Capital punishment, more commonly referred to as the "death penalty," is reserved for the most serious murder charges. This controversial practice has been around in North Carolina since the state was a British colony and back then people were hanged. North Carolina had the distinct reputation for being "the bloodiest code of laws of any state in the Union." More than twenty crimes were punishable by hanging including arson, bigamy, burglary, counterfeiting, dueling, forgery, horse-stealing, housebreaking, inducing a slave to run away, murder, rape, and stealing a slave.
The Supreme Court and The Death Penalty
In 2009 the Supreme Court decided that the death penalty would be disproportionate for any offense against an individual that did not involve death of the victim-basically only murder offenses are reserved for capital punishment.
Other Changes In The Law
The law also changed significantly in 1998 when the state of North Carolina made lethal injection the sole method of execution. Another significant piece of legislation happened in 2009 when the General Assembly enacted the Racial Justice Act, designed to remove racial discrimination from the death penalty system. However, the law has since been repealed.
When Can North Carolina Impose The Death Penalty?
North Carolina can only impose the death penalty in cases where another person dies. For example, murder of a law enforcement or court official is considered a capital offense. North Carolina capital punishment laws exempt those who are ruled insane or suffer from "a severe mental disorder or disability that significantly impaired his or her capacity to appreciate the nature, consequences, or wrongfulness of his or her conduct." The law also establishes a minimum age of 17 for executions.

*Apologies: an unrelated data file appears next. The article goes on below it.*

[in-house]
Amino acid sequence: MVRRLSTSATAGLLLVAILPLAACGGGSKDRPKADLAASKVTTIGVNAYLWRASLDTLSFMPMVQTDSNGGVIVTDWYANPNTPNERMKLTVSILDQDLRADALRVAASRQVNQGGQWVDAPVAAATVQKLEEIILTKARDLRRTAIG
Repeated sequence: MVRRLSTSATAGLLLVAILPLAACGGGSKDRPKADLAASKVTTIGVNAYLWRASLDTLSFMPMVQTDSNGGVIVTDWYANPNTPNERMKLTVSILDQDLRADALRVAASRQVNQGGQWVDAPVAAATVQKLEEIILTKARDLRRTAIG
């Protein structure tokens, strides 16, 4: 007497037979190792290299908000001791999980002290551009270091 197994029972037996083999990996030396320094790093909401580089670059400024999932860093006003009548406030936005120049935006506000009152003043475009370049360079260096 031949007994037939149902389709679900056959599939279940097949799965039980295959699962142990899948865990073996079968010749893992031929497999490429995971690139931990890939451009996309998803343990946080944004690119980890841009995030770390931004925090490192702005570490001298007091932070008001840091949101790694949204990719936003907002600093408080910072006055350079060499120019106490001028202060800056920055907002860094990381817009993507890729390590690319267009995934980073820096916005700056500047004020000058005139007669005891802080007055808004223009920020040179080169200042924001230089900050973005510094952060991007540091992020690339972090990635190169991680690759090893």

Death Penalty And Clemency
Once an execution date has been set, the defendant may seek clemency from the governor. If clemency is denied -- and if any last-minute motions by the defendant, such as successor motions for appropriate relief, are unsuccessful -- the defendant will be executed by lethal injection.
Learn more about North Carolina capital punishment laws in the following table. See FindLaw's Death Penalty section for additional articles.
||14-17; 15A-1001, et seq.; 15A-2000; 122C-313; 15-187
|Is Capital Punishment Allowed?
|Effect of Defendant's Incapacity
||Exempt from execution if insane
||17; no minimum age for first degree murder while serving prison sentence for prior murder or which work on escape from such sentence.
|Available for Crimes Other than Homicide?
|Definition of Capital Homicide
||Capital felony committed by person lawfully incarcerated; previous capital felony convictions; previous felony conviction involving use/threat of violence; avoid lawful arrest or escape from custody; in connection with homicide, rape or sex offense, robbery, arson, burglary, kidnapping or aircraft piracy or bombing; for pecuniary gain; hinder lawful exercise of governmental function or enforcement of laws; victim was law enforcement officer, employee of Corrections Department jailer, fireman, judge or justice, prosecutor, juror or witness while engaged in duties or former; especially heinous, atrocious, or cruel; great risk of death to more than one person; in connection with other crimes of violence against other person(s)
|Method of Execution
Note: State laws are constantly changing -- contact a North Carolina criminal defense attorney or conduct your own legal research to verify the state law(s) you are researching.
Research the Law
North Carolina Capital Punishment Laws: Related Resources